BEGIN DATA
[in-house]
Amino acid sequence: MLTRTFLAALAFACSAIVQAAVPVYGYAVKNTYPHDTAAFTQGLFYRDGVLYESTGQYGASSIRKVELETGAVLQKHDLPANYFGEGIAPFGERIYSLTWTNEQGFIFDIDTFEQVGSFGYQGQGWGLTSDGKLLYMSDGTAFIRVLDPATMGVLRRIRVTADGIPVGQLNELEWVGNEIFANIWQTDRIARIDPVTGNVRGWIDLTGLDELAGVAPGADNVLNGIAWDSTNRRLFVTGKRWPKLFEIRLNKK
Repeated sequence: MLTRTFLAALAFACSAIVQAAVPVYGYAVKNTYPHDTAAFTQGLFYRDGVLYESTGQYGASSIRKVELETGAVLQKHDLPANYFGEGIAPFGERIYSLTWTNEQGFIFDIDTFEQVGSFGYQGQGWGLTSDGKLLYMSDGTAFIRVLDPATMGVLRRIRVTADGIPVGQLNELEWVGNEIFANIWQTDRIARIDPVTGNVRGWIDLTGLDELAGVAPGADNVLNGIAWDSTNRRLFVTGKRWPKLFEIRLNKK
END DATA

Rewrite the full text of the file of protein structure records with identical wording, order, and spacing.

[in-house]
Amino acid sequence: MLTRTFLAALAFACSAIVQAAVPVYGYAVKNTYPHDTAAFTQGLFYRDGVLYESTGQYGASSIRKVELETGAVLQKHDLPANYFGEGIAPFGERIYSLTWTNEQGFIFDIDTFEQVGSFGYQGQGWGLTSDGKLLYMSDGTAFIRVLDPATMGVLRRIRVTADGIPVGQLNELEWVGNEIFANIWQTDRIARIDPVTGNVRGWIDLTGLDELAGVAPGADNVLNGIAWDSTNRRLFVTGKRWPKLFEIRLNKK
Repeated sequence: MLTRTFLAALAFACSAIVQAAVPVYGYAVKNTYPHDTAAFTQGLFYRDGVLYESTGQYGASSIRKVELETGAVLQKHDLPANYFGEGIAPFGERIYSLTWTNEQGFIFDIDTFEQVGSFGYQGQGWGLTSDGKLLYMSDGTAFIRVLDPATMGVLRRIRVTADGIPVGQLNELEWVGNEIFANIWQTDRIARIDPVTGNVRGWIDLTGLDELAGVAPGADNVLNGIAWDSTNRRLFVTGKRWPKLFEIRLNKK